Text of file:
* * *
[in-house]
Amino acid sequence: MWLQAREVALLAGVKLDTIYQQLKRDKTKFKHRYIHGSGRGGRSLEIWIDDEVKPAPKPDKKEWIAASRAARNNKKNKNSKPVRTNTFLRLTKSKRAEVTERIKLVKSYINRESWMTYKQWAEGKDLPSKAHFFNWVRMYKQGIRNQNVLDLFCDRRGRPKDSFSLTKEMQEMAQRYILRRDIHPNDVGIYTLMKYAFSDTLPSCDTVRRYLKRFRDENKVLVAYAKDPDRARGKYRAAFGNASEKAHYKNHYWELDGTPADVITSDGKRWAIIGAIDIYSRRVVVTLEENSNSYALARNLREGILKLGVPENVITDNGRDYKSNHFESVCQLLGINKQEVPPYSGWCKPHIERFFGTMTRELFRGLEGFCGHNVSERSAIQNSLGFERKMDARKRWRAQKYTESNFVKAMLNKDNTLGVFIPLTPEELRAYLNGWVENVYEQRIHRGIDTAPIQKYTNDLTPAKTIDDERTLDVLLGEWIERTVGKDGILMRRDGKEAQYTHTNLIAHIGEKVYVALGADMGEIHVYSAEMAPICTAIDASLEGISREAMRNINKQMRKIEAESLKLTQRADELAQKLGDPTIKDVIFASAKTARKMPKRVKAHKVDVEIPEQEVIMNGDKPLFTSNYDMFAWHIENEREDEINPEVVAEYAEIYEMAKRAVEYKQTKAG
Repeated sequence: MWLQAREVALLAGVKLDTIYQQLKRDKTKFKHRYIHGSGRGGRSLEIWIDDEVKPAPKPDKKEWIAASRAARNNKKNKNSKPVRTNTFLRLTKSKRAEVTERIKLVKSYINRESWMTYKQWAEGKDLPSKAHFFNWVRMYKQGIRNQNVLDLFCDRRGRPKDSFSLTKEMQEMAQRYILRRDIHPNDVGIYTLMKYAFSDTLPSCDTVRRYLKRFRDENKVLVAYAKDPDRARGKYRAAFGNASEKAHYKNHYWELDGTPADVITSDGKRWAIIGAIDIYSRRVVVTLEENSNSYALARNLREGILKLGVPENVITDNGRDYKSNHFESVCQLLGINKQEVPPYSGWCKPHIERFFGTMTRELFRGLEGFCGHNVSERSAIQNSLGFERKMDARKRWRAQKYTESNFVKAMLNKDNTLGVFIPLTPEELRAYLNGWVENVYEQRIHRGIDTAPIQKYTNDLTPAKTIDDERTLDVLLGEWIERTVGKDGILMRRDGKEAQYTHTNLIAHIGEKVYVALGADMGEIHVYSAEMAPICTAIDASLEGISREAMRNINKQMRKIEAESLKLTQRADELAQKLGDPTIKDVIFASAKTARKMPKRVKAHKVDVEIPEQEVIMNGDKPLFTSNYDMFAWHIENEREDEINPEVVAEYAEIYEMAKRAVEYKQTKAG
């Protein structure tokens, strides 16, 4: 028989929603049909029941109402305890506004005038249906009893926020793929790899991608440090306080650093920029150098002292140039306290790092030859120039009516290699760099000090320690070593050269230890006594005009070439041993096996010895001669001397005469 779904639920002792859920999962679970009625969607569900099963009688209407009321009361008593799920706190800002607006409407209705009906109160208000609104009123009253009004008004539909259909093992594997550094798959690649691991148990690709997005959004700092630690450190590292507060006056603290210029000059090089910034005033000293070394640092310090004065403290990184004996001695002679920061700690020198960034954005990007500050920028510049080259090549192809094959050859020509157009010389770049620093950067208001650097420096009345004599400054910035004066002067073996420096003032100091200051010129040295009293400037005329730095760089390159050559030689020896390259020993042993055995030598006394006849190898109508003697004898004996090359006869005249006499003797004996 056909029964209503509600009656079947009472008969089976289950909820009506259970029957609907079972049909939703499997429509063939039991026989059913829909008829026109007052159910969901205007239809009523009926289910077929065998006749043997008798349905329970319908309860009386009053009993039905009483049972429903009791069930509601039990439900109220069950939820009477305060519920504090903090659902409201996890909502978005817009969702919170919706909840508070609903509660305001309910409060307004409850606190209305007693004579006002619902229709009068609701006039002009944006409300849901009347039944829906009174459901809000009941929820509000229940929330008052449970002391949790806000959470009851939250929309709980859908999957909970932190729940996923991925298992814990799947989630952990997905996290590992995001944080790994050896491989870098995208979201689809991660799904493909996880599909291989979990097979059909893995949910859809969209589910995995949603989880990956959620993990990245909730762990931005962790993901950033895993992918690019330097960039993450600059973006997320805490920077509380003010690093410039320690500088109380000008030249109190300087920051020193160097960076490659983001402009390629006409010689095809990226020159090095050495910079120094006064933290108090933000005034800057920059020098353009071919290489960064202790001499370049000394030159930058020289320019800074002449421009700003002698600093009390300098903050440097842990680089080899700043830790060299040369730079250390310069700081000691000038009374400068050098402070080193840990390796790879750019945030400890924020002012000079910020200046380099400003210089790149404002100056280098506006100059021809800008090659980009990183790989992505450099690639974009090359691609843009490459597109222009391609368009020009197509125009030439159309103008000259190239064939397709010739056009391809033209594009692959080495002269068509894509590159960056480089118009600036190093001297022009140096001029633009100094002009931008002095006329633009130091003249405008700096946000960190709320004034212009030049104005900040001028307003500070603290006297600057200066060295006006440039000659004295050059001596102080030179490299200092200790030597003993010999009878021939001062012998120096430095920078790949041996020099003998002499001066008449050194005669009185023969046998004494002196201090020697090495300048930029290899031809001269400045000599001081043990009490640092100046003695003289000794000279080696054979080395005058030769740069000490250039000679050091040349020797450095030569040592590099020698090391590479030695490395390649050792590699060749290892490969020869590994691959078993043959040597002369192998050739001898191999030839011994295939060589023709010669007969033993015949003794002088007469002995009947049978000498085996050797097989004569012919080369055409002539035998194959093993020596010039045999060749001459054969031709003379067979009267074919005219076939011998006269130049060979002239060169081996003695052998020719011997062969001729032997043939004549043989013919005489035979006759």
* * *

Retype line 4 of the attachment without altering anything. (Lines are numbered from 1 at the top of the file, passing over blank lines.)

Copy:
């Protein structure tokens, strides 16, 4: 028989929603049909029941109402305890506004005038249906009893926020793929790899991608440090306080650093920029150098002292140039306290790092030859120039009516290699760099000090320690070593050269230890006594005009070439041993096996010895001669001397005469 779904639920002792859920999962679970009625969607569900099963009688209407009321009361008593799920706190800002607006409407209705009906109160208000609104009123009253009004008004539909259909093992594997550094798959690649691991148990690709997005959004700092630690450190590292507060006056603290210029000059090089910034005033000293070394640092310090004065403290990184004996001695002679920061700690020198960034954005990007500050920028510049080259090549192809094959050859020509157009010389770049620093950067208001650097420096009345004599400054910035004066002067073996420096003032100091200051010129040295009293400037005329730095760089390159050559030689020896390259020993042993055995030598006394006849190898109508003697004898004996090359006869005249006499003797004996 056909029964209503509600009656079947009472008969089976289950909820009506259970029957609907079972049909939703499997429509063939039991026989059913829909008829026109007052159910969901205007239809009523009926289910077929065998006749043997008798349905329970319908309860009386009053009993039905009483049972429903009791069930509601039990439900109220069950939820009477305060519920504090903090659902409201996890909502978005817009969702919170919706909840508070609903509660305001309910409060307004409850606190209305007693004579006002619902229709009068609701006039002009944006409300849901009347039944829906009174459901809000009941929820509000229940929330008052449970002391949790806000959470009851939250929309709980859908999957909970932190729940996923991925298992814990799947989630952990997905996290590992995001944080790994050896491989870098995208979201689809991660799904493909996880599909291989979990097979059909893995949910859809969209589910995995949603989880990956959620993990990245909730762990931005962790993901950033895993992918690019330097960039993450600059973006997320805490920077509380003010690093410039320690500088109380000008030249109190300087920051020193160097960076490659983001402009390629006409010689095809990226020159090095050495910079120094006064933290108090933000005034800057920059020098353009071919290489960064202790001499370049000394030159930058020289320019800074002449421009700003002698600093009390300098903050440097842990680089080899700043830790060299040369730079250390310069700081000691000038009374400068050098402070080193840990390796790879750019945030400890924020002012000079910020200046380099400003210089790149404002100056280098506006100059021809800008090659980009990183790989992505450099690639974009090359691609843009490459597109222009391609368009020009197509125009030439159309103008000259190239064939397709010739056009391809033209594009692959080495002269068509894509590159960056480089118009600036190093001297022009140096001029633009100094002009931008002095006329633009130091003249405008700096946000960190709320004034212009030049104005900040001028307003500070603290006297600057200066060295006006440039000659004295050059001596102080030179490299200092200790030597003993010999009878021939001062012998120096430095920078790949041996020099003998002499001066008449050194005669009185023969046998004494002196201090020697090495300048930029290899031809001269400045000599001081043990009490640092100046003695003289000794000279080696054979080395005058030769740069000490250039000679050091040349020797450095030569040592590099020698090391590479030695490395390649050792590699060749290892490969020869590994691959078993043959040597002369192998050739001898191999030839011994295939060589023709010669007969033993015949003794002088007469002995009947049978000498085996050797097989004569012919080369055409002539035998194959093993020596010039045999060749001459054969031709003379067979009267074919005219076939011998006269130049060979002239060169081996003695052998020719011997062969001729032997043939004549043989013919005489035979006759």